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I wonder what dogs think when we smile at them.

I use facial *** in training. If I'm waiting for a dog to perform a behavior, I keep my face blank. Then I smile, along with a verbal "yes!" and a treat, when he performs the behavior. But I purposely don't show my teeth when I smile. I'm not sure whether or not it would make a difference, but I don't want him to misread me.
If I see the dog getting *** (he's not quite sure what to do), I'll smile while I'm waiting for him to perform the behavior. Most of the time, this seems to rela* the dog - oh okay, I'm not in trouble, the trainer still likes me - and he's able to think better. I love it when I see the lights come on in his eyes, and he performs the behavior.
In any case, the dogs seem to understand human smiles.

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I wonder what dogs think when we smile at them.

I use facial *** in training. If I'm waiting for a dog to perform a behavior, I keep my face ... smile. I'm not sure whether or not it would make a difference, but I don't want him to misread me.

John Rogerson used this technique to teach control around food. He exaggerated the smile, and showed lots of teeth when the dog was allowed to take the food from his fingers. He would then quietly say "leave" and change his facial expression to a serious frown. Was pretty remarkable - after a couple of reps dog would lie down when he said leave and wait for the smile.
I think most dogs learn what a smile is - just as we learn what a wagging tail means. I know that its very important for me to keep a straight face when Toklat is doing something bad. The time I barked out a laugh when I saw him on the kitchen table his reaction was that of great glee - he spun around on there nose to tail, knocking over my amaryllis. Had I managed not to laugh and look stern, he would have gotten down.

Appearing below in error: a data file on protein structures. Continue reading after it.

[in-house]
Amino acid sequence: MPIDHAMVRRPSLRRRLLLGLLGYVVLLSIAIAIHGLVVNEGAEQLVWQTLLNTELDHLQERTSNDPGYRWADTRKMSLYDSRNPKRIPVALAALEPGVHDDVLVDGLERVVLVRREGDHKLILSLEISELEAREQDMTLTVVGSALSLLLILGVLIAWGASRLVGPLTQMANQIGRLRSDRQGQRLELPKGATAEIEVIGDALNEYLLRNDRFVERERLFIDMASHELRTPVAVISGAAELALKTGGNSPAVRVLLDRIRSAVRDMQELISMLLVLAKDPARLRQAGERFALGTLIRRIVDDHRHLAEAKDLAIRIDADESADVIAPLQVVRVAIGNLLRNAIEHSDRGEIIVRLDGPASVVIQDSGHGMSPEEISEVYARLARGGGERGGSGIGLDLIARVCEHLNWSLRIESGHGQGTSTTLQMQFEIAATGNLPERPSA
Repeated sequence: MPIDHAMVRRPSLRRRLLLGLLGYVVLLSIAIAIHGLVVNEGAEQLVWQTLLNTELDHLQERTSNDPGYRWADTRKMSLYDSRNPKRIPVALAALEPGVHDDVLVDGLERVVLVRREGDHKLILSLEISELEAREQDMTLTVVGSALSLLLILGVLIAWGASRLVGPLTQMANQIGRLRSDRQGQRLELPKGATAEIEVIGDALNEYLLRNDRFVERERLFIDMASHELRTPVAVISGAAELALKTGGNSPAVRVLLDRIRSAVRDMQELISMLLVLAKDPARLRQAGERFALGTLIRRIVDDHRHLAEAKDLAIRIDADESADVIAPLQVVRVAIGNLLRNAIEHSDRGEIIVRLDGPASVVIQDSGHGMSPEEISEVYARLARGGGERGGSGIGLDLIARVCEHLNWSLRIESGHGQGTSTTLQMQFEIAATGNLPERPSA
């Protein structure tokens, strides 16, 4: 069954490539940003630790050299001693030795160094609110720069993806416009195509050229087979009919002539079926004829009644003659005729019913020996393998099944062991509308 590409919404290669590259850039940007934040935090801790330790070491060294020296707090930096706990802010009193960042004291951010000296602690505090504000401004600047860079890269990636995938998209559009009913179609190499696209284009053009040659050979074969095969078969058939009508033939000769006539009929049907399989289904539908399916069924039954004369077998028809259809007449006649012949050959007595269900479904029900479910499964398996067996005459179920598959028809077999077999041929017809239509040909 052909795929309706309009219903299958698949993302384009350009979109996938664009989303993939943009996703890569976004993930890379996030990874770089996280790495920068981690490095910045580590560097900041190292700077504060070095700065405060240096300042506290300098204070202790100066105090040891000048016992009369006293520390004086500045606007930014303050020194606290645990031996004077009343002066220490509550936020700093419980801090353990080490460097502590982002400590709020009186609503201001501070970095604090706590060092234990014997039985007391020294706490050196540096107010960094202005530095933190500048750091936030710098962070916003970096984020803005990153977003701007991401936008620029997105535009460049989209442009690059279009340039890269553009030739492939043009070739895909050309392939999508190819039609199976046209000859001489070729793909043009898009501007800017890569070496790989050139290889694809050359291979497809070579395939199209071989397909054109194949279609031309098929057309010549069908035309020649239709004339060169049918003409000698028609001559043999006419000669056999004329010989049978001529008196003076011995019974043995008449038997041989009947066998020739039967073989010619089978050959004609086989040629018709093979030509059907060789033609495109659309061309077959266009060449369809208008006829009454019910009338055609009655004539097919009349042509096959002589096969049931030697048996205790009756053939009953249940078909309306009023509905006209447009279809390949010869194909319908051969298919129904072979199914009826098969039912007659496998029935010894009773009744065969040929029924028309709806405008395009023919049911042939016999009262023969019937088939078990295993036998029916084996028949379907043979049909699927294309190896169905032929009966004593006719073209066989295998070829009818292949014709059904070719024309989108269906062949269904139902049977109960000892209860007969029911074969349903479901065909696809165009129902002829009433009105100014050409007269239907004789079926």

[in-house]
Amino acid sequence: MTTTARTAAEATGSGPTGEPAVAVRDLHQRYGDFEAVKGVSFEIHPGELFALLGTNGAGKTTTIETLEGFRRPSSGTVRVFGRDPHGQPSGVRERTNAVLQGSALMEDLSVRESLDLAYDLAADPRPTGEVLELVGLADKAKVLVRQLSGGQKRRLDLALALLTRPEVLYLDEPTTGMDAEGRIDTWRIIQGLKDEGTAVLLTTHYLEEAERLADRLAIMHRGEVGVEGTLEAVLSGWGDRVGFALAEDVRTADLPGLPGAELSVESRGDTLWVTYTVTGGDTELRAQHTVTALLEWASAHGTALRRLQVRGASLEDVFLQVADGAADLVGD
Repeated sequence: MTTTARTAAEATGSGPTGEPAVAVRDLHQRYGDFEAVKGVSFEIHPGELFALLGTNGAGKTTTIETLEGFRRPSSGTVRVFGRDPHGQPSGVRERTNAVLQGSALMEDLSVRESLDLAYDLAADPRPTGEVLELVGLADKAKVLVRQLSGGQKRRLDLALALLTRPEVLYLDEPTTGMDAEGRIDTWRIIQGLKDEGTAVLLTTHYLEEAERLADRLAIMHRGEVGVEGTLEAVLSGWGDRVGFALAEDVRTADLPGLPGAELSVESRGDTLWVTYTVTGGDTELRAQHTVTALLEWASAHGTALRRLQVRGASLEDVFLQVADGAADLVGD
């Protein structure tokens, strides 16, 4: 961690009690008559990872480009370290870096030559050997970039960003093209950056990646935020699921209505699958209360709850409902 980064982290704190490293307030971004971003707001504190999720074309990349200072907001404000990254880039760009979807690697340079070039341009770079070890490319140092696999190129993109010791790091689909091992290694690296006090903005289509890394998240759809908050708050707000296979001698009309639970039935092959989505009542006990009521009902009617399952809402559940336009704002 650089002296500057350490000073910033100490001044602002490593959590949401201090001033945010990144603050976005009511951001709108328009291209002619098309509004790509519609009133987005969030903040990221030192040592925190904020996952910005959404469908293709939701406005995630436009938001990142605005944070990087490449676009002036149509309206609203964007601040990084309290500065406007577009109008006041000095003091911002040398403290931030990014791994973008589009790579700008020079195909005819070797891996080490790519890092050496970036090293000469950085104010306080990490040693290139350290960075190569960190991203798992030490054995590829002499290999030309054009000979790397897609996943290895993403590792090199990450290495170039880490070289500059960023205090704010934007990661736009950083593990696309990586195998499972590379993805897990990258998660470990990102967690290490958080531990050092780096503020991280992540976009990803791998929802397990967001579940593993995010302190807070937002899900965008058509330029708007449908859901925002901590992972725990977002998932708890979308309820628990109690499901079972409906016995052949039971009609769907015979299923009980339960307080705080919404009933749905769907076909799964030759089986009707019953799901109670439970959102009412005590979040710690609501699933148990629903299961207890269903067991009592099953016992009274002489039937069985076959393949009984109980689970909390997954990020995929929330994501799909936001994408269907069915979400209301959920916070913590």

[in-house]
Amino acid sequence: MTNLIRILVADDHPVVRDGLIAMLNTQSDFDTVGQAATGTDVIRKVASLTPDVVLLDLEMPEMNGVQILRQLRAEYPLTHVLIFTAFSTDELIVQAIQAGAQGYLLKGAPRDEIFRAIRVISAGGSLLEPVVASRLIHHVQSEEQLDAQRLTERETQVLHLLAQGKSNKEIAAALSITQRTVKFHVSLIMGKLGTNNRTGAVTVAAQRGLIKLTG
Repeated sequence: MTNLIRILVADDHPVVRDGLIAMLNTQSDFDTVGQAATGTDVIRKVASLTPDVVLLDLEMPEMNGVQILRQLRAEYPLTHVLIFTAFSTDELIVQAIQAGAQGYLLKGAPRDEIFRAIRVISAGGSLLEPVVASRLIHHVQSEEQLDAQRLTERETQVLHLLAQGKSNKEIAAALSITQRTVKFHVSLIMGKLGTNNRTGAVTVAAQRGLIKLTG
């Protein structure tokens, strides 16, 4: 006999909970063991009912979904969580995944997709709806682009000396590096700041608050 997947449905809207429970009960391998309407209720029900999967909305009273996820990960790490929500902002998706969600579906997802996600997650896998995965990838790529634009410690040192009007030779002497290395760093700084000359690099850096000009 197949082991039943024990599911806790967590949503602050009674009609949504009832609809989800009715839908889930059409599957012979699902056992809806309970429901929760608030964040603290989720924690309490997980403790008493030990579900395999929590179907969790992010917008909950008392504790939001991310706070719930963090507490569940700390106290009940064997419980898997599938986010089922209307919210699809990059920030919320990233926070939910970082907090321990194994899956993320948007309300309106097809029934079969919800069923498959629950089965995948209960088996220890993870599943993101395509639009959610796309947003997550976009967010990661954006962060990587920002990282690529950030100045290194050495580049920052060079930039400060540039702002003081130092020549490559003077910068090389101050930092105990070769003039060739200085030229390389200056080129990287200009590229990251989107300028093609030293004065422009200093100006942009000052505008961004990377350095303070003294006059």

And there is no doubt in my mind that Kavik is motivated by getting laughs. This summer at the agility trial when he stole the cone and it got a huge laugh from the spectators, he repeated it because he likes to make people laugh - its rewarding somehow.
But that makes me wonder - do dogs laugh? I think Kavik might - he chuffs when I do something silly.

BethF, Anchorage, AK
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Hi I'm wondering what a dog really is signalling when it bares it's front teeth? Usually the ears are back and outwards at the time, but not totally flat.

are the corners of his mouth pulled back like a smile? or are they pushed forward, like a snarl. lips back is usually submissive or even fearful, though some dogs "grin" when they're just hanging out (pit bulls come to mind). of the corners of the mouth are pushed forward, it usually means aggression or possession, and means, "stay back!".

-kelly
Hi I'm wondering what a dog really is signalling when ... are back and outwards at the time, but not totallyflat.

are the corners of his mouth pulled back like a smile? or are they pushed forward, like a snarl. lips ... of the corners of the mouth are pushed forward, it usually means aggression or possession, and means, "stay back!". -kelly

I have to check, but i think that nothing special happens to the corners of his mouth. The kind of expression i'm talking about is when the jaws are shut and only the front teeth are bared, wrinkling the nose a bit. The lips on the side of the jaw aren't affected either.
The thing i usually call a grin or a smile looks nothing like this, it is more of a silly grin with mouth open and corner of the lips drawn backwards. I've never even thought about what that means because it seems so obvious, the dog is usually very happy. =)
But when the dog only shows it's front teeth i'm not so sure what it really wants and why it does it, i can't read the rest of the body language as clearly. Hobbe sometimes does it when he is excited and i tell him not to pull, his mother does it every now and then and it seems like she isn't excited at all but wants to be scratched (she might have learned that it's a good way of getting attention tho). They all seem to do it if i blow in their face. It doesn't seem like an aggressive thing, i can't say if it's a submissive thing, but i don't think so.
Rosa